Yesterday on the heath, Westleton Heath that is, something caught my eye through the vegetation, a pile of Adders. I counted five, but there may have been more as the pile moved separately but as one, interweaving itself under roots and a carpet of dried gorse needles.
As ever, moving as quickly and quietly as possible without one of the above adverbs being compromised, I tried to get shots of the snakes through the grass. I would have liked some beautiful crisp shots of the Adders in the open, it wasn’t going to happen, they knew very well that I was there and they weren’t going to break cover.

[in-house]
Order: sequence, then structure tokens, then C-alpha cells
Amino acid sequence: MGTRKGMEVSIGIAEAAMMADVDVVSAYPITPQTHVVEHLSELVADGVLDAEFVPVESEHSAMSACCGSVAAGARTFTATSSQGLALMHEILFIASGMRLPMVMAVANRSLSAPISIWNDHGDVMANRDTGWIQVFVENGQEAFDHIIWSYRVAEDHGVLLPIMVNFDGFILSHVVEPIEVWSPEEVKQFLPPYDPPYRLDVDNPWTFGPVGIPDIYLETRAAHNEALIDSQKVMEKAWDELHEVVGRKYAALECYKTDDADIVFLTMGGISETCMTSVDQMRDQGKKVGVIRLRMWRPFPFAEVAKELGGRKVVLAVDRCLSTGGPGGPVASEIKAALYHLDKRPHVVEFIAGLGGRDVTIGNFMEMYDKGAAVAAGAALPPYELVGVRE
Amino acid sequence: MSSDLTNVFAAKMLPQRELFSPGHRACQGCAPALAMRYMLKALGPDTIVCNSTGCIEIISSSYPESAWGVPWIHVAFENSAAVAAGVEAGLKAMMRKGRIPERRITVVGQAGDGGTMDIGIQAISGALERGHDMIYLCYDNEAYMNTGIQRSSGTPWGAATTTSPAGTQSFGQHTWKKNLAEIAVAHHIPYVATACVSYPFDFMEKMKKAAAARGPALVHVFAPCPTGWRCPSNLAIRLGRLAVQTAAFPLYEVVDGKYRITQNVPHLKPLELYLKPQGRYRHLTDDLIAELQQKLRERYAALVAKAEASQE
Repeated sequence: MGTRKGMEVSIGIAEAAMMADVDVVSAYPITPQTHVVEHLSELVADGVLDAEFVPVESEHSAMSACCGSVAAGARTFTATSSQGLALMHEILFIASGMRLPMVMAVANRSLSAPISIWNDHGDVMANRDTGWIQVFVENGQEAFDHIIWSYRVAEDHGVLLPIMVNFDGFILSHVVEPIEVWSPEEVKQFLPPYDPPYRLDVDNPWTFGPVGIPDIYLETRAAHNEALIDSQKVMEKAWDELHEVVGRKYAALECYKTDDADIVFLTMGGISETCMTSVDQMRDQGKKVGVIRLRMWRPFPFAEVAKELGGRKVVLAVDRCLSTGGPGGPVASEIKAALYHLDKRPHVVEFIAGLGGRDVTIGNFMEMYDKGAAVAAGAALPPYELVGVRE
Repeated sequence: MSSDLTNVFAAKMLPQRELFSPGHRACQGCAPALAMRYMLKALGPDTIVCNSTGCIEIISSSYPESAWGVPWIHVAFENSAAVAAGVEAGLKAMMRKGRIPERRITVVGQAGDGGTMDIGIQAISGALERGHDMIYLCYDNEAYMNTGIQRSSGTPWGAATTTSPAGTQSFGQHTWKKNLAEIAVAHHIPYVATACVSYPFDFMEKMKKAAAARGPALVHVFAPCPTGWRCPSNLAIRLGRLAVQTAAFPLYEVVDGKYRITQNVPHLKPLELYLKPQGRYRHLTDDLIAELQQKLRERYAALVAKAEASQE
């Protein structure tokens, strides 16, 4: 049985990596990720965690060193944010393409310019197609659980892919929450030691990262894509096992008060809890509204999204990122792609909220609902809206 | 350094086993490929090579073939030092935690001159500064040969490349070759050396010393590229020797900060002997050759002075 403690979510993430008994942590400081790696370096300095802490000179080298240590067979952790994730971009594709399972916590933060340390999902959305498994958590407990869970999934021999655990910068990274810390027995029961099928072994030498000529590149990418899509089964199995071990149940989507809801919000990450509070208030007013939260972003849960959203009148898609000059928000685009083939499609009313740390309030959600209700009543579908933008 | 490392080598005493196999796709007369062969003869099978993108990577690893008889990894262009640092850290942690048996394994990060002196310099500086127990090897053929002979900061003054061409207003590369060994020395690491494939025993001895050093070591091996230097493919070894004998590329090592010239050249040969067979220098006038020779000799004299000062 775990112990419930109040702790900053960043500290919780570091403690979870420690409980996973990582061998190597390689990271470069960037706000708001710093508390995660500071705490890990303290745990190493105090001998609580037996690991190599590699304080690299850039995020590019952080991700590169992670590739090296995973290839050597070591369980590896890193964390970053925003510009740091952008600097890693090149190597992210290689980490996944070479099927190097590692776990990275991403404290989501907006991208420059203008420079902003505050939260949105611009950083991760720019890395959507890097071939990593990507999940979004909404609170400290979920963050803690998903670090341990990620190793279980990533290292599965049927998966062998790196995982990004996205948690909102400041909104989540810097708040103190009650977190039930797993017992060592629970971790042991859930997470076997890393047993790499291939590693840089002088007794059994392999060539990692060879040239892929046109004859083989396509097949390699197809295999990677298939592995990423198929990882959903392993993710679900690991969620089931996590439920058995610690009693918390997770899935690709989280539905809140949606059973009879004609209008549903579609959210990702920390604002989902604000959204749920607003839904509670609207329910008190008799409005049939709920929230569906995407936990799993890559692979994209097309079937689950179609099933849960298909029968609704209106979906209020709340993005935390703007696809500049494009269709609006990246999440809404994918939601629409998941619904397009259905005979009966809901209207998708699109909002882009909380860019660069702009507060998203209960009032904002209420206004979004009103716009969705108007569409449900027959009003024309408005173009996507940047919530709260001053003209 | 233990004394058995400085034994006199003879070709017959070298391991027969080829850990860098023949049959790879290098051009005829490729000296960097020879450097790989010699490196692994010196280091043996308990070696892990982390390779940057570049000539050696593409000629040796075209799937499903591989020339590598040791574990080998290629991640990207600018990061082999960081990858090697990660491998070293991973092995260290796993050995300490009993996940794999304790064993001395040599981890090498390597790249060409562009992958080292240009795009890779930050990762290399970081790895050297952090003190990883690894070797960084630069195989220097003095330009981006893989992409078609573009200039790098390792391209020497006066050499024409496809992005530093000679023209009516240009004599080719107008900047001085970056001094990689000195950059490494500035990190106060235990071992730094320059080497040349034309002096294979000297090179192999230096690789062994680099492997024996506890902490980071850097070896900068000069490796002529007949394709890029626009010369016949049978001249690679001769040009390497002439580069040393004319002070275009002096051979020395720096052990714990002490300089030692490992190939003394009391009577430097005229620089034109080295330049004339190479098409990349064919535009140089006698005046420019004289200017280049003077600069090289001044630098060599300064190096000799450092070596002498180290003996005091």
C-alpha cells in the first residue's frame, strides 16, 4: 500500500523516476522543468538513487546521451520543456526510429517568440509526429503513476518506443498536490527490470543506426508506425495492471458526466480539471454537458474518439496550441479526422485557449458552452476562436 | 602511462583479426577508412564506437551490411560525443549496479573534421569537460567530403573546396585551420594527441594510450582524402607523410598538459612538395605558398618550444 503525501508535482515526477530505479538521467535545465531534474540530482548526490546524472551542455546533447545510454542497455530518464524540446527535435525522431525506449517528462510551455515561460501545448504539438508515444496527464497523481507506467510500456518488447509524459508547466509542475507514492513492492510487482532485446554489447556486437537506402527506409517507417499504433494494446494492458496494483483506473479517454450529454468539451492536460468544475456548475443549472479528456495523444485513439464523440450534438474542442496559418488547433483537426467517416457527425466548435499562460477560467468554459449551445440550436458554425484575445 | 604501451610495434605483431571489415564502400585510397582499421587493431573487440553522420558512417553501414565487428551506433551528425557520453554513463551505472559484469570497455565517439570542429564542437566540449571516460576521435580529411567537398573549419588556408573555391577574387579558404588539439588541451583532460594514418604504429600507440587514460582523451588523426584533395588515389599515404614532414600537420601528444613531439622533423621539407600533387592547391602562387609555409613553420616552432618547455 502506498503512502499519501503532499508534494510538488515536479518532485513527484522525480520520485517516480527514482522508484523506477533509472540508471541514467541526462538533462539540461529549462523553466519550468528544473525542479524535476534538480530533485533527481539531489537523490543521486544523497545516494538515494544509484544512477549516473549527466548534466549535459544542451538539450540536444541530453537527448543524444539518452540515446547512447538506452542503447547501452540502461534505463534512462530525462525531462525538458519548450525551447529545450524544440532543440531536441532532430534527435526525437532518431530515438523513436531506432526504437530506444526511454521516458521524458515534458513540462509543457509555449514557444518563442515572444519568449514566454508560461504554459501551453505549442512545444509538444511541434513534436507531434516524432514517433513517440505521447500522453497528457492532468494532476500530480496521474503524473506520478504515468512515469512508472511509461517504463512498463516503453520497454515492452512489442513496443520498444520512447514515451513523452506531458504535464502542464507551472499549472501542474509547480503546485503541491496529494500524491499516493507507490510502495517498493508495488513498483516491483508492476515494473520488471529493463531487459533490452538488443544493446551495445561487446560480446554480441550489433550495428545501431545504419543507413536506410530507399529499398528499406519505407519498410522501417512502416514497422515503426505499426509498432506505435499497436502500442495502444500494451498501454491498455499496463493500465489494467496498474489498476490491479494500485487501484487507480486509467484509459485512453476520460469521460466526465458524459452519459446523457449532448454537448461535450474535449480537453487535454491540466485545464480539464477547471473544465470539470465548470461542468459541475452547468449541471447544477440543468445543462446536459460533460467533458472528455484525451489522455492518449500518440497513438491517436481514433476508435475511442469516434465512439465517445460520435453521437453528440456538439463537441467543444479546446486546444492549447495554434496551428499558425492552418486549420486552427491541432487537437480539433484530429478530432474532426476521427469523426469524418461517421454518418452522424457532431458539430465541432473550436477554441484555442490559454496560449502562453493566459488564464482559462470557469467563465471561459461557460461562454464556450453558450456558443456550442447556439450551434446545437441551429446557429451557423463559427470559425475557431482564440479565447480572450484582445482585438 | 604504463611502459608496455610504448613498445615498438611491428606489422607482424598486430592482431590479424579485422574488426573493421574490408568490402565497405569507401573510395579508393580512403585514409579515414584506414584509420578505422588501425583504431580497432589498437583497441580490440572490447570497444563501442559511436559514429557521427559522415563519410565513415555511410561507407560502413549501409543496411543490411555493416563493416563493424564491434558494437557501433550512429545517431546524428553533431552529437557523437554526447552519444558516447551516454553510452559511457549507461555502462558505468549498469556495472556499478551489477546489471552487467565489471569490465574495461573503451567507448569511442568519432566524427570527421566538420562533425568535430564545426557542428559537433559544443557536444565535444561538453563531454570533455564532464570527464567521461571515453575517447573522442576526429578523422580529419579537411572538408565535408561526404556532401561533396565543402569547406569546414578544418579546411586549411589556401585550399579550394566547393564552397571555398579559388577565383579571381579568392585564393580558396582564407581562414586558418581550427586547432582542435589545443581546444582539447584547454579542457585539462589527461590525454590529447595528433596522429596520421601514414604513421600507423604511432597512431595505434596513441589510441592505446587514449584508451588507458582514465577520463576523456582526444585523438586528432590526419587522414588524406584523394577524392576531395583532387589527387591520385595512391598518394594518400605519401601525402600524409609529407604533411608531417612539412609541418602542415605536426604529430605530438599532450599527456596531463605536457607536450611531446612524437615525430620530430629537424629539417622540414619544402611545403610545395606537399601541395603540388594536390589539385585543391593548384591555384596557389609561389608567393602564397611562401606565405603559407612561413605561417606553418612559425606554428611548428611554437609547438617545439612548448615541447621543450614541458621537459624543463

The silver lining is that I paid more attention to the snakes that I had the clearest shot of. One of those happened to be the blue-eyed beauty in the photos above. Adders usually have red eyes (see pic of photo-bomber, below) however, when they are about due to shed their skin, fluid builds up between the outer(old) and the new inner skin, which gives the appearance of the adder having blue eyes. The fluid seems to act as a lubricant aiding with the shedding process and also as a moisturiser, nice, it’s always good to moisturise after exfoliation!…. that’s what my girlfriend says anyway!. Maybe I should finish up with trying to use the correct terminology here – the process of skin shedding in snakes is known as “sloughing”.